Jupiter and Saturn: chalk and cheese
Boffins question gas giants' roots
The gas giants Jupiter and Saturn must have formed in radically different ways, according to research conducted at the Los Alamos Laboratory which reveals totally different structures at the cores of the two great planets.
Dider Saumon created new computer models of the cores of both Jupiter and Saturn, based on astrophysical observations and the results of a series of shock compression experiments on hydrogen. During these experiments, hydrogen gas was subject to extreme pressures - approaching those found inside a gas giant.
After running his models, Saumon concluded that in Saturn, heavy elements like iron, silicon, carbon, nitrogen and oxygen are concentrated in the core of the planet. Although these elements are present in similar quantities in Jupiter, Saumon's models indicate that larger giant has very little central core, with the elements diffused throughout its gaseous layers. This difference suggests the two planets must have formed in very different ways, billions of years ago.
By allowing for every possible variation permitted by astrophysical observations, and the results of the shock compression experiments, Saumon developed around 50,000 models of the internal structure of both planets. "We tried to include every possible variation that might be allowed by the experimental data on shock compression of deuterium," he said.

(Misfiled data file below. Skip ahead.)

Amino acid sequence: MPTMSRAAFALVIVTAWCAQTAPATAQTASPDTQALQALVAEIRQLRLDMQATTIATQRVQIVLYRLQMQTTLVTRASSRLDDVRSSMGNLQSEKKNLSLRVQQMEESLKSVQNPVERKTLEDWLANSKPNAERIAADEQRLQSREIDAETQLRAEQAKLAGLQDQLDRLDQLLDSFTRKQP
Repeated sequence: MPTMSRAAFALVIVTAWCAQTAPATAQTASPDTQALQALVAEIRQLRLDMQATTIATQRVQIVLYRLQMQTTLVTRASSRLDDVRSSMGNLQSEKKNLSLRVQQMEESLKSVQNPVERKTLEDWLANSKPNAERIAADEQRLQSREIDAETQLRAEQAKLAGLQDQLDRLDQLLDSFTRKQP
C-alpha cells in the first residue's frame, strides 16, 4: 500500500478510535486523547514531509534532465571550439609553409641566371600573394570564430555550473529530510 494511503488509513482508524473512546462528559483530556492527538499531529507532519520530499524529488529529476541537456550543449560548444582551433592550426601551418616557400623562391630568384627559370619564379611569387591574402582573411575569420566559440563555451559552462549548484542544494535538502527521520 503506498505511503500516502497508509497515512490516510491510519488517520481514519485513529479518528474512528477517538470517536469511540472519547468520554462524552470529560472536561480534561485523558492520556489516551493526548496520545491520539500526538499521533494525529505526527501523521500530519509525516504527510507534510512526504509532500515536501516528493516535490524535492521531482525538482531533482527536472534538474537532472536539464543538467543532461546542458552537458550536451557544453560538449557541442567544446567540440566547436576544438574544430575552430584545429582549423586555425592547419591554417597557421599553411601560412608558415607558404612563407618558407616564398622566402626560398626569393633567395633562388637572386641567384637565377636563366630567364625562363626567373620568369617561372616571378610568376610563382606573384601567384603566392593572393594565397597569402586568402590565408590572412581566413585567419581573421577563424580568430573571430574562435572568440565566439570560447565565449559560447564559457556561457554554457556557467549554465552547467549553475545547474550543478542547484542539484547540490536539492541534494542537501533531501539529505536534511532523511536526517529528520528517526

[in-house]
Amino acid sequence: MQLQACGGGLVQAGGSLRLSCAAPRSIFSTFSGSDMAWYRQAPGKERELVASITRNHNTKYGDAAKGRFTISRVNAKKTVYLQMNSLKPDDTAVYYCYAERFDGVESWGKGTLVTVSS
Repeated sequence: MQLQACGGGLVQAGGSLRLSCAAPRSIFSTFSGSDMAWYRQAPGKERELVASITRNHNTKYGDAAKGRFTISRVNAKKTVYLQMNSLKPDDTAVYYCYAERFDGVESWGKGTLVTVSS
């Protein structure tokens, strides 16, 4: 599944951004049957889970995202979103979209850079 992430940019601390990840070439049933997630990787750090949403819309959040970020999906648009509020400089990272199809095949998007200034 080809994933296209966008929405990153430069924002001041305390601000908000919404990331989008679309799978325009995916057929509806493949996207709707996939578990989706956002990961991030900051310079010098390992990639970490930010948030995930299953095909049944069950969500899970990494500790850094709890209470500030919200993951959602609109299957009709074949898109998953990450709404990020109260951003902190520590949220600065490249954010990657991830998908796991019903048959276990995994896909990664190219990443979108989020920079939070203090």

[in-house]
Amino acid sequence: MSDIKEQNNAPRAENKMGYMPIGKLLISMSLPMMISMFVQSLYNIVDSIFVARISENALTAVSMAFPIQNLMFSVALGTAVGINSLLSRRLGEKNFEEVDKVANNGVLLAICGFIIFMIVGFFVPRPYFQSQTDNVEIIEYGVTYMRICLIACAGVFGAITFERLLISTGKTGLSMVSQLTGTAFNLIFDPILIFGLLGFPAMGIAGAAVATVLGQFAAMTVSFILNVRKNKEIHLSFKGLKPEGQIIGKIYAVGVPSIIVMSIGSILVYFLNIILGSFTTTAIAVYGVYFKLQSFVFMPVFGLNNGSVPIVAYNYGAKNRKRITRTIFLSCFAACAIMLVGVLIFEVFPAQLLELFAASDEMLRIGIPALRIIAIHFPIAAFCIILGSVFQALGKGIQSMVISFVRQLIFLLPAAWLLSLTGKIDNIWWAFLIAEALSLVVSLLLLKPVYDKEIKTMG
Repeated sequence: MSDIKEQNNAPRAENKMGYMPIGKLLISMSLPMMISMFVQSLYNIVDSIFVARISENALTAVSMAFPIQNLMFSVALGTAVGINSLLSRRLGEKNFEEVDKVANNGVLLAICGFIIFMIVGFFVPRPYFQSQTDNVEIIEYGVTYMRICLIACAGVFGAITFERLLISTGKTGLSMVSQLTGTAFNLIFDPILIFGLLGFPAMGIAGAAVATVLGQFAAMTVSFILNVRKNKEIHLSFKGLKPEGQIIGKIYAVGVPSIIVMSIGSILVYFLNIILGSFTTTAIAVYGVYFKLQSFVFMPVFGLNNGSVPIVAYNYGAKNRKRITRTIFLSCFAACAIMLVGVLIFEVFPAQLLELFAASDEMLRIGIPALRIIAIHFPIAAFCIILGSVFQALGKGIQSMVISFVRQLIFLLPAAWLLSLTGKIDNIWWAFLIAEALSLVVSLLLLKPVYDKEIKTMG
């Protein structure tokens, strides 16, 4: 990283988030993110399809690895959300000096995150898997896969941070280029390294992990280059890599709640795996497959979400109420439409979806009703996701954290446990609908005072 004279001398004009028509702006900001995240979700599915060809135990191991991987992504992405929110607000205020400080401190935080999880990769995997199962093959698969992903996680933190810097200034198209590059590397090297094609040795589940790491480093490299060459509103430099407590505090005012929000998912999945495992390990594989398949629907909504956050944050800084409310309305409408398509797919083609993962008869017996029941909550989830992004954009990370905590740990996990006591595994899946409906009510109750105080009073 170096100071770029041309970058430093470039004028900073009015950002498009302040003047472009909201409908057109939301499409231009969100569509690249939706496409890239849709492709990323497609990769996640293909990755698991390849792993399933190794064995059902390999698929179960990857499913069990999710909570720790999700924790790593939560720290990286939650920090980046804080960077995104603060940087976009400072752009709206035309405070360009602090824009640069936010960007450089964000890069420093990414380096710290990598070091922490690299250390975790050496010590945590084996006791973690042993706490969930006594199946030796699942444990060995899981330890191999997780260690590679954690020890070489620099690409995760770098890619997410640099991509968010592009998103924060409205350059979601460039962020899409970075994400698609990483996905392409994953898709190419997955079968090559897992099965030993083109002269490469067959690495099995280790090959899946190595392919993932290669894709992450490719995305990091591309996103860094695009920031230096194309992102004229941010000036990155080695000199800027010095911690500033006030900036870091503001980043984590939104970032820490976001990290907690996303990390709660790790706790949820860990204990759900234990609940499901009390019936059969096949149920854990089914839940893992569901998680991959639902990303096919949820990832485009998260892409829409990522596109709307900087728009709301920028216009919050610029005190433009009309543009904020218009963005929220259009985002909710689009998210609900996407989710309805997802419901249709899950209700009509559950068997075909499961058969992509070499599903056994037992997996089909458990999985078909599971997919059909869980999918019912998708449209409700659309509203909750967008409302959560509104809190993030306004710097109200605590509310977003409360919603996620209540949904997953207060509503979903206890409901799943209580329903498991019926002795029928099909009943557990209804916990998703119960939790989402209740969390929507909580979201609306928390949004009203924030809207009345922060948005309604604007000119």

The data generated by the shock compression of hydrogen was essential to the research. The gas giants in our solar system are composed of approximately 70 per cent hydrogen, with the other 30 per cent being mostly helium and small amounts of heavier elements. However, the equation of state for hydrogen at high pressures, how it behaves, is not well understood.
The compression experiments shone new light on the behaviour of hydrogen in high-pressure environments, reducing the uncertainties in calculations and, Saumon says, dramatically improving the models of the planets' structures.
"There's been general agreement that the cores of Saturn and Jupiter are different," Saumon said. "What's new here is how exhaustive these models are. We've managed to eliminate or quantify many of the uncertainties, so we have much better confidence in the range within which the actual data will fall for hydrogen, and therefore for the refractory metals and other elements."
He concluded: "Although we can't say our models are precise, we know quite well how imprecise they are." ®